Special assessment districts are geographic areas within which property owners gain some special benefit from a public improvement. Within the boundaries of the district, property owners are assessed a portion of the cost related to the special benefit accruing to their property as a result of the improvement. The rationale for the use of SADs is that property owners close to public improvements realize benefits that are greater than those experienced by the larger community. For example, the community may see a rise in economic activity as a result of a transit improvement, but those located nearby the transit improvement may also realize benefits based upon their proximity to the improvement.
Special assessments are typically used to finance improvements like street construction, street lighting, sewer and water infrastructure, or transit infrastructure. More recently, cities have used special assessment districts to finance the construction of local transit systems. During the 1980s, Southern California Regional Transit District (SCRTD), now the Los Angeles Metropolitan Transit Authority (LAMTA), used special assessment districts around four metro stations to finance their construction. In Miami, special assessments helped finance a portion of their downtown people mover system. Through the 1990s, SADs remained a viable strategy for financing rail stations, with the opening of the New York Avenue Metro station in Washington, DC in 2000. More recently, cities such as Tampa, Seattle, Portland and Charlotte have used special assessment districts along urban corridors to finance streetcar and light rail infrastructure with many other cities including Columbus, Cleveland, Atlanta and Minneapolis considering its use for similar purposes. Such special assessment districts are often larger than other kinds of special assessment districts, since the benefits of such an investment are typically felt across a broader geographical base. For example, Atlanta's proposed Peachtree Street Streetcar Line will be over a mile long and half a mile long. Special assessments for transit use may be particularly appealing in high-density commercial districts, because benefits from the improvement are immediately felt in the form of higher traffic, increased revenues and higher demand for adjacent commercial and retail space.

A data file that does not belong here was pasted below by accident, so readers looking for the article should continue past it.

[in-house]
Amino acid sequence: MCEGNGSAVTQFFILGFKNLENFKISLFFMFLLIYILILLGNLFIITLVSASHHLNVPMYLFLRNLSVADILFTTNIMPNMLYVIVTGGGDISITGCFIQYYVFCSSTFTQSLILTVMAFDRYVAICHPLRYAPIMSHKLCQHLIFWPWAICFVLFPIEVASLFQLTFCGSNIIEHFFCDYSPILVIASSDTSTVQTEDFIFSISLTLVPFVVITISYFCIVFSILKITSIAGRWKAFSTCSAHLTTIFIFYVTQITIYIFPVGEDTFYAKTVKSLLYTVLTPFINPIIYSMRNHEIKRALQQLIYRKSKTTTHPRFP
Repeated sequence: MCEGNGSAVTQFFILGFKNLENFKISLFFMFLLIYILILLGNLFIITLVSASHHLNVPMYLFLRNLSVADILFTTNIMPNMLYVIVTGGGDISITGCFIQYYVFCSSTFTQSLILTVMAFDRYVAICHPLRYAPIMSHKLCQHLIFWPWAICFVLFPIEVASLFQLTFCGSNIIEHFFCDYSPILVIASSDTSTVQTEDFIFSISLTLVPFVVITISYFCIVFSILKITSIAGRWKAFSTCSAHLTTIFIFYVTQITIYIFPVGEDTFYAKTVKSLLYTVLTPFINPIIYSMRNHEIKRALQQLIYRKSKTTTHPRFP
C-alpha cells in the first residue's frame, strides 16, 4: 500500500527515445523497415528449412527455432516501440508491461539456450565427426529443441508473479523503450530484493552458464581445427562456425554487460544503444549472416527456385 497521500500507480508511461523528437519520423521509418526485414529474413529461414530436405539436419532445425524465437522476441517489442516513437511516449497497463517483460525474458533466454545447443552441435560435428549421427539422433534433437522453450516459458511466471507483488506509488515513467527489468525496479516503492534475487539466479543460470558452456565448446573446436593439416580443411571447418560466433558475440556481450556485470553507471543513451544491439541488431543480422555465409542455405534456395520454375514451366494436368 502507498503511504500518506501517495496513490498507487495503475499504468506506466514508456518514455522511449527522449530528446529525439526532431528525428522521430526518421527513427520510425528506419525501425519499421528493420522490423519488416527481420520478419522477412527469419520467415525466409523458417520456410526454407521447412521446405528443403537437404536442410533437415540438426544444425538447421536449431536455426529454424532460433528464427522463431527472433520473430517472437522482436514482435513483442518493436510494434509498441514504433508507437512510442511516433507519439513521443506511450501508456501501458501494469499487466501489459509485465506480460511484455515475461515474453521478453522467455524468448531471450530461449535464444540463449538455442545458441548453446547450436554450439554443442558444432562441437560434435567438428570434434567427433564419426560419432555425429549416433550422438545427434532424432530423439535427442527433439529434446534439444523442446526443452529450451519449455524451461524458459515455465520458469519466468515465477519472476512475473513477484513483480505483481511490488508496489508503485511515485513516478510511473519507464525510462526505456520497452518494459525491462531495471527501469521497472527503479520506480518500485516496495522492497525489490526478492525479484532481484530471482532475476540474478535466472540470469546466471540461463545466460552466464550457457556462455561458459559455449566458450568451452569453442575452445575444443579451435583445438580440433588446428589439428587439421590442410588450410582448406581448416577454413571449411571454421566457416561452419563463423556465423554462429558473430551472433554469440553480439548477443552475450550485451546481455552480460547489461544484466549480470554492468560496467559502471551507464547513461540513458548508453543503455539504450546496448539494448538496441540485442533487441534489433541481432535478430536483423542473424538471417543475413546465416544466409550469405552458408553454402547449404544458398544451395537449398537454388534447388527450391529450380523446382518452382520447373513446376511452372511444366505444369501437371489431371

While the cumbersome regulatory process required to implement and approve the use of special assessment financing reduces operational efficiency, the special assessment collection process is highly efficient, since special assessments are collected with property taxes. Moreover, special assessments are relatively economically efficient, because they do not distort the market. They are also relatively equitable, since the cost of the improvement is determined by each payor’s benefit. Where property value is a good measure of income, they are also equitable from an ability to pay perspective, because assessments are often based upon property value. However, where home value isn’t a good measure of income, special assessments may become regressive. Special assessments rarely provide adequate revenue to pay for the entirety of an improvement, but they can provide a crucial final financing source. In addition, special assessments are highly predictable, making them attractive to local governments. Finally, special assessments are administratively difficult to implement, they are easy to manage, since payments are collected with existing property tax collection resources. The political feasibility of special assessment financing depends on the nature and location of special assessments. As mentioned above, commercial property owners may be supportive of special assessments, since they realize immediate benefits in the form of more traffic deriving from the improvement. However, homeowners may be opposed to special assessments because they do not realize substantive benefits until they sell their home.